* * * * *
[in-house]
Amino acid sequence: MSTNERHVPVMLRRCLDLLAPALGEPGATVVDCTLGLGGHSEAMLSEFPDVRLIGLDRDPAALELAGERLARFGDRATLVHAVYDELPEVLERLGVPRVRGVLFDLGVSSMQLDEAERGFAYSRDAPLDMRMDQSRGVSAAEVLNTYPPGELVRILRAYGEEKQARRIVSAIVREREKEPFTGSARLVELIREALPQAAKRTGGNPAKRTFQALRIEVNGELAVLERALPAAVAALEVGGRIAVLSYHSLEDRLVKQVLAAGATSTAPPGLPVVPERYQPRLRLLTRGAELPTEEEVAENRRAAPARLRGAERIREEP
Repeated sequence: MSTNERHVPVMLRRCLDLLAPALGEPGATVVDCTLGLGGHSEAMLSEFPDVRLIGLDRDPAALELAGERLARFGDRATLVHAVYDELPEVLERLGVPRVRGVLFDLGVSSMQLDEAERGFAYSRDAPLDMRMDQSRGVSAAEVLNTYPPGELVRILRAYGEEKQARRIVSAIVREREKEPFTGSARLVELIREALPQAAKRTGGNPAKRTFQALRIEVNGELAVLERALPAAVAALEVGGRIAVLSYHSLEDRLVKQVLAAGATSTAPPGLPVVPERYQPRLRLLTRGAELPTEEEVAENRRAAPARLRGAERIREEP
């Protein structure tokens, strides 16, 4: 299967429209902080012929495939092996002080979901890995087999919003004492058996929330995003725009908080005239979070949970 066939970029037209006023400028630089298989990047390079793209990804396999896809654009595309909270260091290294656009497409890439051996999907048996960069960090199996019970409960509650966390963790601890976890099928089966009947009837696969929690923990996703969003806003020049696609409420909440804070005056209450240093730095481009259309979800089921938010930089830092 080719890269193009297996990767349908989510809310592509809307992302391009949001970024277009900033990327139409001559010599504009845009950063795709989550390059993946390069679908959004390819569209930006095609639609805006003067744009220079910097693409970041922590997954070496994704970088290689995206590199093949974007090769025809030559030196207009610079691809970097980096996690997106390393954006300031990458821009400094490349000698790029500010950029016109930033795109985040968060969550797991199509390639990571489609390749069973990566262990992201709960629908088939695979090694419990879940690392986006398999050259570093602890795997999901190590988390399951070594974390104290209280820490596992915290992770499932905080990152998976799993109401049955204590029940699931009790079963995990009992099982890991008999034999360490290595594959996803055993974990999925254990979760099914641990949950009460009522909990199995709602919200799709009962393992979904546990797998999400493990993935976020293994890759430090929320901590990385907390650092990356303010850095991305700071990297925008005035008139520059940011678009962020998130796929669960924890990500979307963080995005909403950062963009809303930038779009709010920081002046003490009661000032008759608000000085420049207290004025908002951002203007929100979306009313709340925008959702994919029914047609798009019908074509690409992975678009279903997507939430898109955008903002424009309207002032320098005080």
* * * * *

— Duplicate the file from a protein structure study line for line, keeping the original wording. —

[in-house]
Amino acid sequence: MSTNERHVPVMLRRCLDLLAPALGEPGATVVDCTLGLGGHSEAMLSEFPDVRLIGLDRDPAALELAGERLARFGDRATLVHAVYDELPEVLERLGVPRVRGVLFDLGVSSMQLDEAERGFAYSRDAPLDMRMDQSRGVSAAEVLNTYPPGELVRILRAYGEEKQARRIVSAIVREREKEPFTGSARLVELIREALPQAAKRTGGNPAKRTFQALRIEVNGELAVLERALPAAVAALEVGGRIAVLSYHSLEDRLVKQVLAAGATSTAPPGLPVVPERYQPRLRLLTRGAELPTEEEVAENRRAAPARLRGAERIREEP
Repeated sequence: MSTNERHVPVMLRRCLDLLAPALGEPGATVVDCTLGLGGHSEAMLSEFPDVRLIGLDRDPAALELAGERLARFGDRATLVHAVYDELPEVLERLGVPRVRGVLFDLGVSSMQLDEAERGFAYSRDAPLDMRMDQSRGVSAAEVLNTYPPGELVRILRAYGEEKQARRIVSAIVREREKEPFTGSARLVELIREALPQAAKRTGGNPAKRTFQALRIEVNGELAVLERALPAAVAALEVGGRIAVLSYHSLEDRLVKQVLAAGATSTAPPGLPVVPERYQPRLRLLTRGAELPTEEEVAENRRAAPARLRGAERIREEP
């Protein structure tokens, strides 16, 4: 299967429209902080012929495939092996002080979901890995087999919003004492058996929330995003725009908080005239979070949970 066939970029037209006023400028630089298989990047390079793209990804396999896809654009595309909270260091290294656009497409890439051996999907048996960069960090199996019970409960509650966390963790601890976890099928089966009947009837696969929690923990996703969003806003020049696609409420909440804070005056209450240093730095481009259309979800089921938010930089830092 080719890269193009297996990767349908989510809310592509809307992302391009949001970024277009900033990327139409001559010599504009845009950063795709989550390059993946390069679908959004390819569209930006095609639609805006003067744009220079910097693409970041922590997954070496994704970088290689995206590199093949974007090769025809030559030196207009610079691809970097980096996690997106390393954006300031990458821009400094490349000698790029500010950029016109930033795109985040968060969550797991199509390639990571489609390749069973990566262990992201709960629908088939695979090694419990879940690392986006398999050259570093602890795997999901190590988390399951070594974390104290209280820490596992915290992770499932905080990152998976799993109401049955204590029940699931009790079963995990009992099982890991008999034999360490290595594959996803055993974990999925254990979760099914641990949950009460009522909990199995709602919200799709009962393992979904546990797998999400493990993935976020293994890759430090929320901590990385907390650092990356303010850095991305700071990297925008005035008139520059940011678009962020998130796929669960924890990500979307963080995005909403950062963009809303930038779009709010920081002046003490009661000032008759608000000085420049207290004025908002951002203007929100979306009313709340925008959702994919029914047609798009019908074509690409992975678009279903997507939430898109955008903002424009309207002032320098005080």